The Muslim Brotherhood have already announced that they do not support either women or Christians (anyone who is not Muslim) for president and hope to have this as a "test" instituted by law within the constitution. Further, they helped to institute a test of birth and marriage for the presidency in order to exclude potential rivals and consolidate their power. Not unlike the previous regime. That does not even touch the difficult path they supported for a candidate to reach for that election through parliament approval in the first place.
Of course, any organization that begins their "official" political life abrogating any individual or groups' rights, however minimal they phrase it, will not be adverse to stepping on anyone else's rights. They will phrase these denial of rights as minimal and reasonable, but they will be a denial of rights. That is the issue that the liberal opposition must take as their position. The liberals must be the party that will protect all of the rights of all the people. The MB and their fellow travelers only want to protect the rights of some of the people. That is not why the people went to the street.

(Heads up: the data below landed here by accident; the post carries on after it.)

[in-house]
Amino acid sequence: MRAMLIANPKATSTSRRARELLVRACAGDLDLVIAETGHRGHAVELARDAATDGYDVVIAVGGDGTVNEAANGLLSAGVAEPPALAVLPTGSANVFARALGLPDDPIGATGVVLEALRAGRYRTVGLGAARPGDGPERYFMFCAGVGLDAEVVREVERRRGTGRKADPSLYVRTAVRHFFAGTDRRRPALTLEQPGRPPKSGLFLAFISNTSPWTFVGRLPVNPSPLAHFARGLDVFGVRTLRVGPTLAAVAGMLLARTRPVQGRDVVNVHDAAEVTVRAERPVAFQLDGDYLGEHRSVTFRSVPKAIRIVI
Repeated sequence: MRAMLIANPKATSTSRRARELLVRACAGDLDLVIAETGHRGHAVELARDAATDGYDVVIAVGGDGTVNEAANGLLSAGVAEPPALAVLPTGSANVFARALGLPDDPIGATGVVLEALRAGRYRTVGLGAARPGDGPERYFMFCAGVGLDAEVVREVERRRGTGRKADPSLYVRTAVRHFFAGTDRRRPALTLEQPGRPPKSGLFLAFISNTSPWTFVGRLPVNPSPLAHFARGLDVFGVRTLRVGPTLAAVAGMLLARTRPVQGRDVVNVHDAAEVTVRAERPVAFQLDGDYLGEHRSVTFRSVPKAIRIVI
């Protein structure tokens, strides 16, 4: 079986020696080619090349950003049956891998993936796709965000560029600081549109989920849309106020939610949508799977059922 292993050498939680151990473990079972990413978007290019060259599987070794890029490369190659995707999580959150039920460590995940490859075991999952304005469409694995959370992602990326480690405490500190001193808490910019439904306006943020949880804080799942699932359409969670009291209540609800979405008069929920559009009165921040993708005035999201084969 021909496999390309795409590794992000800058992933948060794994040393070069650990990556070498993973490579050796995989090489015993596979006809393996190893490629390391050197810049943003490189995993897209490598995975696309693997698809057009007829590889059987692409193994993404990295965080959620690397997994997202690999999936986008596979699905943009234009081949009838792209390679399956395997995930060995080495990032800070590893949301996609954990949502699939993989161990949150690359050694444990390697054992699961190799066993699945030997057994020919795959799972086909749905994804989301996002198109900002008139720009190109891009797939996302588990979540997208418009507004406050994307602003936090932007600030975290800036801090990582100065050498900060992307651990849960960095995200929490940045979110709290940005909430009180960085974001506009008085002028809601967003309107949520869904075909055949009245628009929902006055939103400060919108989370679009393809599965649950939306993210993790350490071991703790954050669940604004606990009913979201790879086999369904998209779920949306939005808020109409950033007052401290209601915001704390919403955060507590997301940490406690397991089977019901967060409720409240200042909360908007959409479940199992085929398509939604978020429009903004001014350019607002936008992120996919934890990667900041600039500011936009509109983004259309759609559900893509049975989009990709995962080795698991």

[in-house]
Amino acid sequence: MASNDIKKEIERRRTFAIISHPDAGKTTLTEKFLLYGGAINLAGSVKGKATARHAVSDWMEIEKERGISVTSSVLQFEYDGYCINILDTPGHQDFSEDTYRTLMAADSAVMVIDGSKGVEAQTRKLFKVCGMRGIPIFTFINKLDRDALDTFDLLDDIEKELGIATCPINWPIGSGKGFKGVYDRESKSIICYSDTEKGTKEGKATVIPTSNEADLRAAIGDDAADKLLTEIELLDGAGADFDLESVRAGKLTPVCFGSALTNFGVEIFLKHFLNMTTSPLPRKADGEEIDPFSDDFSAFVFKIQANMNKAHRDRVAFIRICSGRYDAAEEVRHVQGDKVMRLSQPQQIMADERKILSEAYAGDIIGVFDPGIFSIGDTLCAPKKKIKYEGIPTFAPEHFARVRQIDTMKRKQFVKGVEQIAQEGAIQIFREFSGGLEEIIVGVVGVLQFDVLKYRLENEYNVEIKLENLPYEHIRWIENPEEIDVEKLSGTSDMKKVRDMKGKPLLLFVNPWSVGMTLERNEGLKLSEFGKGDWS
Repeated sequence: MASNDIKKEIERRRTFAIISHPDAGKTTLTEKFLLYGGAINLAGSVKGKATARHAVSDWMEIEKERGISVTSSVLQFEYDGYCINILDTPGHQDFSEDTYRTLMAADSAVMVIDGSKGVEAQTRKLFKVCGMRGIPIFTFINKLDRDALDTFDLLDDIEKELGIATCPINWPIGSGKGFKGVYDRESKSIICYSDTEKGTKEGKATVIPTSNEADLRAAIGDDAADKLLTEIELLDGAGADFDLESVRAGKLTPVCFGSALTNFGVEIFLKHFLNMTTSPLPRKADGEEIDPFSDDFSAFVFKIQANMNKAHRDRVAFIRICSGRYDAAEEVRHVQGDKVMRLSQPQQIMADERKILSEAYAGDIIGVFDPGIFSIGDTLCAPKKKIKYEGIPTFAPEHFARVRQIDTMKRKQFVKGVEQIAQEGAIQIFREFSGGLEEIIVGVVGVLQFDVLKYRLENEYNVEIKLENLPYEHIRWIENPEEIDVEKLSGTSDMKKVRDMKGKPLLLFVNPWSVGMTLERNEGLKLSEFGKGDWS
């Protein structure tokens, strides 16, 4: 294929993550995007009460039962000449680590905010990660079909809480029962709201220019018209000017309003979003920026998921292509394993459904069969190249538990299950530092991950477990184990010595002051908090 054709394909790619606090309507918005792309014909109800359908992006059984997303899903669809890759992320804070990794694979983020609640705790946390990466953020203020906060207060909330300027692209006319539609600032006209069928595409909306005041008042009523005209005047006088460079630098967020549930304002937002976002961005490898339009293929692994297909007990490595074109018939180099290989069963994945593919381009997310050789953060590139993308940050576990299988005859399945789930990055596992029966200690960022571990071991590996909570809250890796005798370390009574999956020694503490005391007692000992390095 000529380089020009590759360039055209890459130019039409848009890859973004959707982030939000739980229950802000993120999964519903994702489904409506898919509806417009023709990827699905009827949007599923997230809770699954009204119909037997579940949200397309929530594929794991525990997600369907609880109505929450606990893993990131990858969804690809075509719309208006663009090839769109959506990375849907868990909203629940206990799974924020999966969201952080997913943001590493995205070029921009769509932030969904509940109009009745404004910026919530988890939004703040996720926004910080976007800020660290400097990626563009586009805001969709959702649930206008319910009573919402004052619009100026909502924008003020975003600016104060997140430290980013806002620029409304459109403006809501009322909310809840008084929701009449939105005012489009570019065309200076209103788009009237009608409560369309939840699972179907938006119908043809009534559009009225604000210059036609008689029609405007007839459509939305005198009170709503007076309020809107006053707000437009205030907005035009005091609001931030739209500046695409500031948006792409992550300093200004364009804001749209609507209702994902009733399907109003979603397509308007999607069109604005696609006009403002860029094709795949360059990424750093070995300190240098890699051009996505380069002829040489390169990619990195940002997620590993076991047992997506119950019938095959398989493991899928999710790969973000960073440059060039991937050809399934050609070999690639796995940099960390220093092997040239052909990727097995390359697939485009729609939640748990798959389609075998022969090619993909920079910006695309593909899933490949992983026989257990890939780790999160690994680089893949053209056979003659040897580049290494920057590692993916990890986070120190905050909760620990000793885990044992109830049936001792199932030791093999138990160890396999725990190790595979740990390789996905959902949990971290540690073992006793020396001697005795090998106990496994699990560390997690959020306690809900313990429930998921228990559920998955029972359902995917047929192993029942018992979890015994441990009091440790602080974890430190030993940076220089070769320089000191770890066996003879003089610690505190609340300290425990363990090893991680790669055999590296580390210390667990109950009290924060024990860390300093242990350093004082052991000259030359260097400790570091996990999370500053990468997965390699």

First, the liberals must BE a party. Or even two or three, but they cannot be twenty or thirty parties. Too many parties trying to support too many candidates, spreading too many votes makes for a weak campaign. Those candidates can be beaten by a single candidate with a more organized campaign and support base by winning less than 30% of the votes in a district. In short, it could be an MB candidate with a minority in a district and still get the parliamentary seat.